EDITORIAL:  West Virginia Needs a Job Creator
It seems that just about every Democratic officeholder in Charleston fancies themselves the next Governor. But one wonders just how much consultation Jeff Kessler, Earl Ray Tomblin, Rick Thompson, Natalie Tennant, or John Perdue have done before plunging into gubernatorial succession politics.

Let's hope that none of them are neglecting their day jobs as they preen before the mirror.

In addition, we have seen a State Senate completely in an uproar, with yet another petty power play going on to decide the leadership of the State Senate and its committees. That may be going to the Supreme Court next.

But now that the Supreme Court has already decided that the West Virginia Constitution required a special election for the unexpired term of Joe Manchin, West Virginians need to ask themselves just what we want in our next Governor?

Can we really entrust such an important office to career politicians in Charleston, none of whom have ever created a single private sector job?  Shouldn't we look for that job creating ability in a Governor, especially during this protracted recession?

Moreover, to make it easier on the state's taxpayers during a time like this, wouldn't a dose of business sense be refreshing in a Governor?  We need someone who can balance the books and streamline the state government's bureaucracy effectively, running government like an effective business.

The people no longer have the patience for business as usual in Charleston, with our statehouse serving as a feeding trough for those who want a permanent welfare state, placed on the backs of state taxpayers. Yes, we take care of our own in West Virginia, but not those able-bodied folks who just want to be kept while the rest of us work.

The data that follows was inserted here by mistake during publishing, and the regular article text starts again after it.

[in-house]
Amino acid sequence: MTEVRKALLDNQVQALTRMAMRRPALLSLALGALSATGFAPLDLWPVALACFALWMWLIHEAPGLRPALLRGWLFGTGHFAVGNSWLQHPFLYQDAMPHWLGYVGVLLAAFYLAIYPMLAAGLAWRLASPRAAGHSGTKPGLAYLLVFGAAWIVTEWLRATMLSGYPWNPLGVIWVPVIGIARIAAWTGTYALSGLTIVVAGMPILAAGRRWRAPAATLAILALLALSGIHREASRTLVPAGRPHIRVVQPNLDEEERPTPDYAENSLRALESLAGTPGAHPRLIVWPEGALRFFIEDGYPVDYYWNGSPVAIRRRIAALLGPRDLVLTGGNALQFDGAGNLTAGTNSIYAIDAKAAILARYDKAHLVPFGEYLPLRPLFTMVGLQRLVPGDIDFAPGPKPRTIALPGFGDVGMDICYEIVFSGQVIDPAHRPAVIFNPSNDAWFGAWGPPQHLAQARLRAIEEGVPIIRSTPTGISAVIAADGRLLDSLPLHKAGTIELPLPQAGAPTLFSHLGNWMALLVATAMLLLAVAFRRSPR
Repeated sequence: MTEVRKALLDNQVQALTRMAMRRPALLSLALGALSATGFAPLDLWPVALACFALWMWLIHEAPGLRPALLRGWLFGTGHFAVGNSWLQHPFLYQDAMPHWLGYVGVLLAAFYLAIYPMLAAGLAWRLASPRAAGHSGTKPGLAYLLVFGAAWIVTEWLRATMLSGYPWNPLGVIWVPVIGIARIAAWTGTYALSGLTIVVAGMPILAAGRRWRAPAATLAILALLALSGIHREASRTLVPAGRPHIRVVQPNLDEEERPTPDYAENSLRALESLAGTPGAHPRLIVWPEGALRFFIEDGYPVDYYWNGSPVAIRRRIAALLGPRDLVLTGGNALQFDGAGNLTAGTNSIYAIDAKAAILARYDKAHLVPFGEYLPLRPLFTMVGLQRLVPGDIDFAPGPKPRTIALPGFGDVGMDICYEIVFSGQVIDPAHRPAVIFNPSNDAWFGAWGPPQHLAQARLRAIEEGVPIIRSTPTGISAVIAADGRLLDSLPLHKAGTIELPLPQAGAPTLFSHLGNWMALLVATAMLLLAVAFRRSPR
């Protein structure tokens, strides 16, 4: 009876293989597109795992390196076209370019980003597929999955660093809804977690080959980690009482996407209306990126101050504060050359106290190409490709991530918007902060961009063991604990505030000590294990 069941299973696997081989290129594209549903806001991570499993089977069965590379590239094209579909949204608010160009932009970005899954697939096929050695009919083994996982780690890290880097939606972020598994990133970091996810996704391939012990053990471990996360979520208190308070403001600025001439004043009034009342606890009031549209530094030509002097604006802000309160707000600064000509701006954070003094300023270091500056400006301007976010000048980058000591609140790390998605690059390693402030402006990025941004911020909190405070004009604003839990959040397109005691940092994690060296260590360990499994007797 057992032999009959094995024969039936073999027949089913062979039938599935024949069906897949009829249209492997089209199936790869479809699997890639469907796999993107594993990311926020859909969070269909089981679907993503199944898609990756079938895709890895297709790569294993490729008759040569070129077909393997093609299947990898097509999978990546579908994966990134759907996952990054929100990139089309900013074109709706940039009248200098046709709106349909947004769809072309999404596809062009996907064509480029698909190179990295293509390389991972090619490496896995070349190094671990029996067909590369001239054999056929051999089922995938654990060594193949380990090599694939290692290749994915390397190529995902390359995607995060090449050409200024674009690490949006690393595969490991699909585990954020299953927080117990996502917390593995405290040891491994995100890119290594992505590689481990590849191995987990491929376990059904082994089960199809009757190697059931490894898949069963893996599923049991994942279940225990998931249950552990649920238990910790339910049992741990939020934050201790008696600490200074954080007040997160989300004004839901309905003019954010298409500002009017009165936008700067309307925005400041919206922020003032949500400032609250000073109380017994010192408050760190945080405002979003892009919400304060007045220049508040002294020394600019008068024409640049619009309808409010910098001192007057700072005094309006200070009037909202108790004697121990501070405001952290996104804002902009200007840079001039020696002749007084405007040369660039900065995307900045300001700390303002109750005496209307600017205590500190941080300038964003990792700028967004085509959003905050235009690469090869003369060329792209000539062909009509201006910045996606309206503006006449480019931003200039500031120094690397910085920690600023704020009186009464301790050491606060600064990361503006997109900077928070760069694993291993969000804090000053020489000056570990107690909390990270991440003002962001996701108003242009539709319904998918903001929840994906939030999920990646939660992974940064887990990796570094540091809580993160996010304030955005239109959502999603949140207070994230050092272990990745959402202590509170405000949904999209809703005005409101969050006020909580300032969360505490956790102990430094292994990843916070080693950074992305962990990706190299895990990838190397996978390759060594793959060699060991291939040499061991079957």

So as we scan the Democratic offerings for Governor, we say with Shania Twain that they "don't impress me much," especially when it comes to job creation and slimming the size of state government.

The Republicans,.however, have a better crop of candidates, first with State Senator Clark Barnes, who has gained a reputation for challenging the bureaucratic bloating in Charleston. Former Secretary of State Betty Ireland ran a tight ship during her term as the state's Chief Elections officer.

But the word of Greer Industries CEO John Raese looking again at the possibility of throwing his hard hat into the ring is what is giving conservatives in both parties a real charge this past week. Why?

For starters, Raese balances his companies' budgets yearly and has created thousands of jobs in West Virginia over the years in his limestone, broadcasting, steel, and tourism businesses.  Raese's businesses have managed to thrive in good times and bad in a state that is not always friendly to business.

That kind of know-how would be exceptional to have in a Governor.

But what taxpayers around the state have come to know about Raese is that he's never seen a tax he ever liked.  In a recession, that's good news for everybody.

The Republicans have a great opportunity this year to show the states' voters that their kind of reform is the one they want to try in 2011.